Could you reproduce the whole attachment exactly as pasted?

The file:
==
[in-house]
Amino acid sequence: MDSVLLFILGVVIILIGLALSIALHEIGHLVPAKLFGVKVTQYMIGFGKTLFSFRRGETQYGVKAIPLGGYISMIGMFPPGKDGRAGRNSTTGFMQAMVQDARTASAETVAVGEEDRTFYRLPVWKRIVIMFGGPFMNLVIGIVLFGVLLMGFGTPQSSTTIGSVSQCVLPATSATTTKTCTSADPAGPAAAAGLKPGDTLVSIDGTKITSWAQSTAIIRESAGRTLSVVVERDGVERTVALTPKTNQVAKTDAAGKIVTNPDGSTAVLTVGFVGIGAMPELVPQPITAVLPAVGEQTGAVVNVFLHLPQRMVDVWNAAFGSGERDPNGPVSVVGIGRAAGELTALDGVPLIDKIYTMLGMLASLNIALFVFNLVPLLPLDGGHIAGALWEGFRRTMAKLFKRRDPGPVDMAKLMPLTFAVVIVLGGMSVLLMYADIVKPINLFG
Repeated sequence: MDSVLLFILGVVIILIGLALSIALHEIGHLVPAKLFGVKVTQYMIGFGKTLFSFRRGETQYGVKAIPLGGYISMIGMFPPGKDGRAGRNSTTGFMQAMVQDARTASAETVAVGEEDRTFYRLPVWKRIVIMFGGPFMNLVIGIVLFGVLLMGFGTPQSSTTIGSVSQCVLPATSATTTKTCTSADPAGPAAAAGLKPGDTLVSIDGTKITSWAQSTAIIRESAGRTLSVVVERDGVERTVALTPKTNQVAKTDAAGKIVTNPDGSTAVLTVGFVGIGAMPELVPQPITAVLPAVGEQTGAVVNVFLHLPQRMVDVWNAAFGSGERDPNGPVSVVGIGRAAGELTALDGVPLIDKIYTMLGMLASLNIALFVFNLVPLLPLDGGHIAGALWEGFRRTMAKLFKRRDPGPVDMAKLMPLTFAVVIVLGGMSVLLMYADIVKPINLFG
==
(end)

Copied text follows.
[in-house]
Amino acid sequence: MDSVLLFILGVVIILIGLALSIALHEIGHLVPAKLFGVKVTQYMIGFGKTLFSFRRGETQYGVKAIPLGGYISMIGMFPPGKDGRAGRNSTTGFMQAMVQDARTASAETVAVGEEDRTFYRLPVWKRIVIMFGGPFMNLVIGIVLFGVLLMGFGTPQSSTTIGSVSQCVLPATSATTTKTCTSADPAGPAAAAGLKPGDTLVSIDGTKITSWAQSTAIIRESAGRTLSVVVERDGVERTVALTPKTNQVAKTDAAGKIVTNPDGSTAVLTVGFVGIGAMPELVPQPITAVLPAVGEQTGAVVNVFLHLPQRMVDVWNAAFGSGERDPNGPVSVVGIGRAAGELTALDGVPLIDKIYTMLGMLASLNIALFVFNLVPLLPLDGGHIAGALWEGFRRTMAKLFKRRDPGPVDMAKLMPLTFAVVIVLGGMSVLLMYADIVKPINLFG
Repeated sequence: MDSVLLFILGVVIILIGLALSIALHEIGHLVPAKLFGVKVTQYMIGFGKTLFSFRRGETQYGVKAIPLGGYISMIGMFPPGKDGRAGRNSTTGFMQAMVQDARTASAETVAVGEEDRTFYRLPVWKRIVIMFGGPFMNLVIGIVLFGVLLMGFGTPQSSTTIGSVSQCVLPATSATTTKTCTSADPAGPAAAAGLKPGDTLVSIDGTKITSWAQSTAIIRESAGRTLSVVVERDGVERTVALTPKTNQVAKTDAAGKIVTNPDGSTAVLTVGFVGIGAMPELVPQPITAVLPAVGEQTGAVVNVFLHLPQRMVDVWNAAFGSGERDPNGPVSVVGIGRAAGELTALDGVPLIDKIYTMLGMLASLNIALFVFNLVPLLPLDGGHIAGALWEGFRRTMAKLFKRRDPGPVDMAKLMPLTFAVVIVLGGMSVLLMYADIVKPINLFG